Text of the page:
Sitting at a desk all day is something that many of us know can be damaging to our health, but if you have a job where you have to stand up for the best part of the day, there is a fair chance that you will experience pain and stiffness.
There are some positive things you can do to combat that fatigue and pressure on your knees and back.
Longer than two hours on your feet? If you are standing while carrying out your job for a couple of hours, this is not expected to prove too detrimental to your health, but any longer than that and you are expected to notice some detrimental consequences.
There is a chance that if you are standing for about five hours a day or more while carrying out your work duties, this could be a contributory factor towards problems such as prolonged lower-limb muscle fatigue.1
If that turns out to be the case, you are also potentially raising your risk profile in terms of experience long-term back pain issues and even musculoskeletal disorders.
There are thousands of us who have jobs which involve standing on your feet for considerably longer than a couple of hours, and it is fair to speculate that the longer the period of time you spend on your feet doing your work each day, the more likely you are to experience some detrimental effects.
The underlying message to take on board is that your body does not appreciate being subjected to the same posture or load placed on it on an ongoing basis.
Many jobs tend to involve repetitive tasks and it is highly likely that whatever job you happen to do on a daily basis, you will almost certainly adopt a similar posture each time you carry out a standard task.
If you are spending more than two hours each day at a time standing on your feet, you could be storing up posture problems, and might even be experiencing back pain already.
One of the quickest and easiest ways of alleviating some discomfort and helping to avoid feeling some pain the first place is to take regular breaks.
Ideally, you should try and get into the routine of moving away from your work position every half an hour or so. Just doing another task for a few minutes will ensure that you get your blood moving and relieve the pressure on your spine and other pressure points.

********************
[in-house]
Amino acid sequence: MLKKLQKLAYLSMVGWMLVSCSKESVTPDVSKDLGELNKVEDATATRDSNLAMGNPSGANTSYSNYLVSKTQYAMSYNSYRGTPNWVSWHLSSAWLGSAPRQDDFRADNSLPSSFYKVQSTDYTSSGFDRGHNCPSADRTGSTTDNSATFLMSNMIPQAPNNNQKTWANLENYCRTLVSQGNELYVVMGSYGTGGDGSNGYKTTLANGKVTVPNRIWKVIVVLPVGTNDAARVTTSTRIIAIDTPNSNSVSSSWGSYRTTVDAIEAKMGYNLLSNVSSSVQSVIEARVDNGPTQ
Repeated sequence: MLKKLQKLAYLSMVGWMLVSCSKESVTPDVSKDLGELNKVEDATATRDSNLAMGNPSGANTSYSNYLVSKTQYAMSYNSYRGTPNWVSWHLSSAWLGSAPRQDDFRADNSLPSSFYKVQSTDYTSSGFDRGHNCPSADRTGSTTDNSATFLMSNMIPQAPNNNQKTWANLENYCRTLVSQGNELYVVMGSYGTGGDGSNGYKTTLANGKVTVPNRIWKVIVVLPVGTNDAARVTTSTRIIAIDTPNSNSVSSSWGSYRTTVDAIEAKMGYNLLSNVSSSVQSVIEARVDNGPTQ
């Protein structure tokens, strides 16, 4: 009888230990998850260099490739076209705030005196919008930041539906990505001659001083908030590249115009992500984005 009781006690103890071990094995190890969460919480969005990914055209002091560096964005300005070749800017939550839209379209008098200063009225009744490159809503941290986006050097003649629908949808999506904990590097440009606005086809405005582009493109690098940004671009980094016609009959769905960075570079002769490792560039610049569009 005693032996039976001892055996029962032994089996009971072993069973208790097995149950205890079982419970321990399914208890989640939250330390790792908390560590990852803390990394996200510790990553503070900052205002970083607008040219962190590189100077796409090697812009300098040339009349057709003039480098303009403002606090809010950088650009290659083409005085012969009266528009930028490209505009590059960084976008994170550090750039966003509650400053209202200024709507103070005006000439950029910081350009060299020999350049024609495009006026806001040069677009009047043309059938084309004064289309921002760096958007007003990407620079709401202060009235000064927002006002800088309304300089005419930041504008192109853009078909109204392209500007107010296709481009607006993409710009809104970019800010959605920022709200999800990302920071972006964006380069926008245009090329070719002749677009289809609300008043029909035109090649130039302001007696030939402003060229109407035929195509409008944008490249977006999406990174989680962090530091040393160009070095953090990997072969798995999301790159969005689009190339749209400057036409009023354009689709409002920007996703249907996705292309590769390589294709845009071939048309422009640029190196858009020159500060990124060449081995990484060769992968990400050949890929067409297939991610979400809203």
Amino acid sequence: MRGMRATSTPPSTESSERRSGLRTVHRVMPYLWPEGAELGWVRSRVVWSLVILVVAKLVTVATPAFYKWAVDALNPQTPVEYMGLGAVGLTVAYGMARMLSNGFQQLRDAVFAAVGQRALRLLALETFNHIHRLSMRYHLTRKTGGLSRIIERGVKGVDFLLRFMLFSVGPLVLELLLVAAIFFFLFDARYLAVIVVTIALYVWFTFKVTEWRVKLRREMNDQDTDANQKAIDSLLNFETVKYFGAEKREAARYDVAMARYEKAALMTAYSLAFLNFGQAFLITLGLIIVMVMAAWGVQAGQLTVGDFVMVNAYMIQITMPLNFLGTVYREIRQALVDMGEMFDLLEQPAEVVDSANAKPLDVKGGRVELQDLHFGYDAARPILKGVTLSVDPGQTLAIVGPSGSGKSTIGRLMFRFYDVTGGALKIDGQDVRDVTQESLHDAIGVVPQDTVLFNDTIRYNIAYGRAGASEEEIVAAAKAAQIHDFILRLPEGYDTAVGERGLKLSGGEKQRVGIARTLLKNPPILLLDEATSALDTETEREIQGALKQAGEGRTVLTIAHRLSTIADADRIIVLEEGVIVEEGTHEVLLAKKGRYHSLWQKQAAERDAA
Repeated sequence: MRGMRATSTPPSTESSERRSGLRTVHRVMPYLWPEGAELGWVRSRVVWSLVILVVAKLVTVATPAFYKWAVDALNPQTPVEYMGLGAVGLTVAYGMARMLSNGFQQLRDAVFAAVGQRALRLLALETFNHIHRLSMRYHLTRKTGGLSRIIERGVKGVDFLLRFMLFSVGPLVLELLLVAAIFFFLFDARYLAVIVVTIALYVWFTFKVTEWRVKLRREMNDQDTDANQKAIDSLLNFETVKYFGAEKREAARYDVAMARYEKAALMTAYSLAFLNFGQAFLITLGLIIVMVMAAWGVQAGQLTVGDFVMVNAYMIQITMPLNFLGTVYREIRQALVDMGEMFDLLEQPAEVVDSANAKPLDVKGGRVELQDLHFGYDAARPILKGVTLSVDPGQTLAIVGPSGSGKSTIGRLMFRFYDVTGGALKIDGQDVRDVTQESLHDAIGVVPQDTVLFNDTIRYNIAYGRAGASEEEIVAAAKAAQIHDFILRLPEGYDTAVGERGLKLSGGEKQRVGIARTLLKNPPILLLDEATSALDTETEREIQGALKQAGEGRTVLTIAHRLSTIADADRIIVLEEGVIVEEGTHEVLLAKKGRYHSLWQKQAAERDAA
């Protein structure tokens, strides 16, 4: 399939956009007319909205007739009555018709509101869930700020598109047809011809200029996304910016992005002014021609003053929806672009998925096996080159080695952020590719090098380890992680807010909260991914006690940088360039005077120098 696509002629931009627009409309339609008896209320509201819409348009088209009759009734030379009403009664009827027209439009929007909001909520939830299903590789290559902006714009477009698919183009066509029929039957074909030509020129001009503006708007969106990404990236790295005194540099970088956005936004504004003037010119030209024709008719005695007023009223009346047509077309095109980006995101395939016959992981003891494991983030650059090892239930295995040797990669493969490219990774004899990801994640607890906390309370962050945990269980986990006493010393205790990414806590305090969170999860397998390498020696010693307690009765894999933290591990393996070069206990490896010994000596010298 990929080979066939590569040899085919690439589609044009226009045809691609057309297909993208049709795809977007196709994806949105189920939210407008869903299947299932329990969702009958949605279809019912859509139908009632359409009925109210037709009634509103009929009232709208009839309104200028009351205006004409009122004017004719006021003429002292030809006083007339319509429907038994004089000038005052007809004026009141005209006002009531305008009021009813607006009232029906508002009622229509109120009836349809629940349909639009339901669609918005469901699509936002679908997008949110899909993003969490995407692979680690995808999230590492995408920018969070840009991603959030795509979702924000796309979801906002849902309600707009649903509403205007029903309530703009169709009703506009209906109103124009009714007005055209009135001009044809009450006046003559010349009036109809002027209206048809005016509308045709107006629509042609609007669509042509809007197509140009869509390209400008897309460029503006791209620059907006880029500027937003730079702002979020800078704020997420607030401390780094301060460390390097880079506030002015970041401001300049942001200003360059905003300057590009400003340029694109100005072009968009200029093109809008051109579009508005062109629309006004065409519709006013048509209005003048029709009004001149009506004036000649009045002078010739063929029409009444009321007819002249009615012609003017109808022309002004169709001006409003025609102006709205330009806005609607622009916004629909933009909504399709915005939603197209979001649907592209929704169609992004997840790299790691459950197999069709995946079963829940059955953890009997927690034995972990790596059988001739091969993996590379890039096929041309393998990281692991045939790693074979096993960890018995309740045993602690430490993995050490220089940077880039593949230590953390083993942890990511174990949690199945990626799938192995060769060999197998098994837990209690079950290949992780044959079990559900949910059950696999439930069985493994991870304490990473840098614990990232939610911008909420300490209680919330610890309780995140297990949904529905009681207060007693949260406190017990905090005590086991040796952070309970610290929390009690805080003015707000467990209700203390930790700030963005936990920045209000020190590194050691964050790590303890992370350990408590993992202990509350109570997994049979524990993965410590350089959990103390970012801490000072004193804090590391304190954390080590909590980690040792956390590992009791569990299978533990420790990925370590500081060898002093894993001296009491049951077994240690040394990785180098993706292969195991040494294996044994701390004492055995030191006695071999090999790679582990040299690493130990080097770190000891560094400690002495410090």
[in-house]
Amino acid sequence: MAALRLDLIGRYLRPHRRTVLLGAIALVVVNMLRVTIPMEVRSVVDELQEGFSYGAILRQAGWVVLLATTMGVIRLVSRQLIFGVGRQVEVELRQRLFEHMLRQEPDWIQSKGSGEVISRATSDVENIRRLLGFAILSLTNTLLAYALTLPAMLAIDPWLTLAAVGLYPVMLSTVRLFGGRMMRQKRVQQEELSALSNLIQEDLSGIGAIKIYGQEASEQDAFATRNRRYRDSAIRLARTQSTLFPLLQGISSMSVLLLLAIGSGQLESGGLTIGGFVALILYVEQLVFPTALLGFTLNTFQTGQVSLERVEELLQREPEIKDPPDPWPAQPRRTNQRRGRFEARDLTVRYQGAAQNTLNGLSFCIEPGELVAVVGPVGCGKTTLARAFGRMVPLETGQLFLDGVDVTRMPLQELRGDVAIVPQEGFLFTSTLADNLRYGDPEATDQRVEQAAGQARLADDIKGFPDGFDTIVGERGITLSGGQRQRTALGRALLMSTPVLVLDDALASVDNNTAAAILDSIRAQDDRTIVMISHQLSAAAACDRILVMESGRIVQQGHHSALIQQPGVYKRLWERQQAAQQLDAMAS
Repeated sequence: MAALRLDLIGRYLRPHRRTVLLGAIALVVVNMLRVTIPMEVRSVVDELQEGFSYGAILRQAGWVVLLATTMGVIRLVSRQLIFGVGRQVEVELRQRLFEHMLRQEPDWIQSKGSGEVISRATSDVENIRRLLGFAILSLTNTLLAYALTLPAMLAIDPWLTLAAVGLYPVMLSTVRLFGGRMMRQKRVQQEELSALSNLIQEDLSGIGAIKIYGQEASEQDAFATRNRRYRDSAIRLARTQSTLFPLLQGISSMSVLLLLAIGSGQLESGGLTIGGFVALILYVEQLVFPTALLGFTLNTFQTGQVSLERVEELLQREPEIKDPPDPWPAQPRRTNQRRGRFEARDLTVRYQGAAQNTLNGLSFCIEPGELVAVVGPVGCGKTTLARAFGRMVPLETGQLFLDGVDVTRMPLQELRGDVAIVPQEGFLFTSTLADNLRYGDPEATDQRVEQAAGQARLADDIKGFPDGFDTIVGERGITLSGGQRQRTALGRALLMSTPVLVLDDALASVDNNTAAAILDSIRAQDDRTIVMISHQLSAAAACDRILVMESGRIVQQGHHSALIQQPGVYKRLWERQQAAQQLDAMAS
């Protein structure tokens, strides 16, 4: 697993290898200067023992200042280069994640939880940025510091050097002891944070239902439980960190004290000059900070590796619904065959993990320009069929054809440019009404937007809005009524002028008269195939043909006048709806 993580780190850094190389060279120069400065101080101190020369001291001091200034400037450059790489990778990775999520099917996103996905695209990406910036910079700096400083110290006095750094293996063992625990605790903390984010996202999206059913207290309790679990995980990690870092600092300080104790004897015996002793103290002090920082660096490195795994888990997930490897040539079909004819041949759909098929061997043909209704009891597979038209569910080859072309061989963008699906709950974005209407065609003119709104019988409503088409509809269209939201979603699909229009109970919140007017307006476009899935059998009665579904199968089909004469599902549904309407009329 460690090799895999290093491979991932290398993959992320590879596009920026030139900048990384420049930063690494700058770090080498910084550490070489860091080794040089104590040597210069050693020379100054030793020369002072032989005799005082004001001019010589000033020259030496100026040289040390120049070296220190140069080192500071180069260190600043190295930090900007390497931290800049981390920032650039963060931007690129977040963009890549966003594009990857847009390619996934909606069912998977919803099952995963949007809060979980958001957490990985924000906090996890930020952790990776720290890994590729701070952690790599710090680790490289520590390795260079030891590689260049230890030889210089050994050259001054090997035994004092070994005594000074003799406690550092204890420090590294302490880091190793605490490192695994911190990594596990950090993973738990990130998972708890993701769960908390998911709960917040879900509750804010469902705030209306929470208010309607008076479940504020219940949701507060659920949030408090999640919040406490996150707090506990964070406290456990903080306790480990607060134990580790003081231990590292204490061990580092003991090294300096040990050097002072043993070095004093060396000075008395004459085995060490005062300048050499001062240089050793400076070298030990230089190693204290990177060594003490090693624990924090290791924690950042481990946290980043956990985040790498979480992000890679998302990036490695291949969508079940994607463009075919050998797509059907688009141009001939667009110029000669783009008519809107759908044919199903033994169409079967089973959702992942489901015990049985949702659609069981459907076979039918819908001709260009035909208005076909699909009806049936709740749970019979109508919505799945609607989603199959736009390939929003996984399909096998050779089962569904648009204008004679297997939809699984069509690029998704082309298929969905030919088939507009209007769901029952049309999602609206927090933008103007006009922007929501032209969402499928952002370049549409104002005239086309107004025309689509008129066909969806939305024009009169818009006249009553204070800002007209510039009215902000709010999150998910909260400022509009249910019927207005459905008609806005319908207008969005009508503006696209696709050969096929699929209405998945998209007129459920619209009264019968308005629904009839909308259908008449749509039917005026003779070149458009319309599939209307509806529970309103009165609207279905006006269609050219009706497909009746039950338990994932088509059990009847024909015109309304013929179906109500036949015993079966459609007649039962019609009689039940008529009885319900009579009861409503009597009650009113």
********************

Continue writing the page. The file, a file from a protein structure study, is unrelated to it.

There may be some employers who are not that keen on allowing their workers to take such regular breaks away from their workstation, but there is not that many data around to suggest that regular breaks are that harmful to productivity.
Another quick fix is to do some breathing exercises.
A good one is to try and breathe from your belly. The way to do this is to envisage drawing your navel toward your spine on each inhale. This simple breathing exercise helps to engage your core muscles and give some support to your upper body.2
Are You Sitting Properly?
It is worth pointing out that if you combine sitting at a desk for certain periods as well as standing during the day, you can help your posture and help to avoid back pain by ensuring that you sit correctly when working sitting down.
Make sure you are sitting within the correct reach of your keyboard and monitor.
Ideally, your torso should be positioned approximately about arm’s length away from where your monitor is, and this needs to be around three inches above your eye level.
You will also need to keep your feet flat on the floor and positioned a shoulder-width apart, as this will help to reduce tension in your knees and ankles.
Don’t sit at a desk with your legs crossed, as this will make it very hard to keep your spine straight and your shoulders firmly squared, which is what you want to do if you want to avoid the prospect of overstretching your muscles around the pelvis.
There are many ways in which your posture and continually holding the same position can encourage back pain and create problems, so you need to be vigilant and use equipment and aids that help encourage you to keep those aches and pains away.
|↑2||Doupnik, Liz. How to Engage Your Core, Plus 7 Abs Exercises for a Stronger Middle, Liz Doupnik.|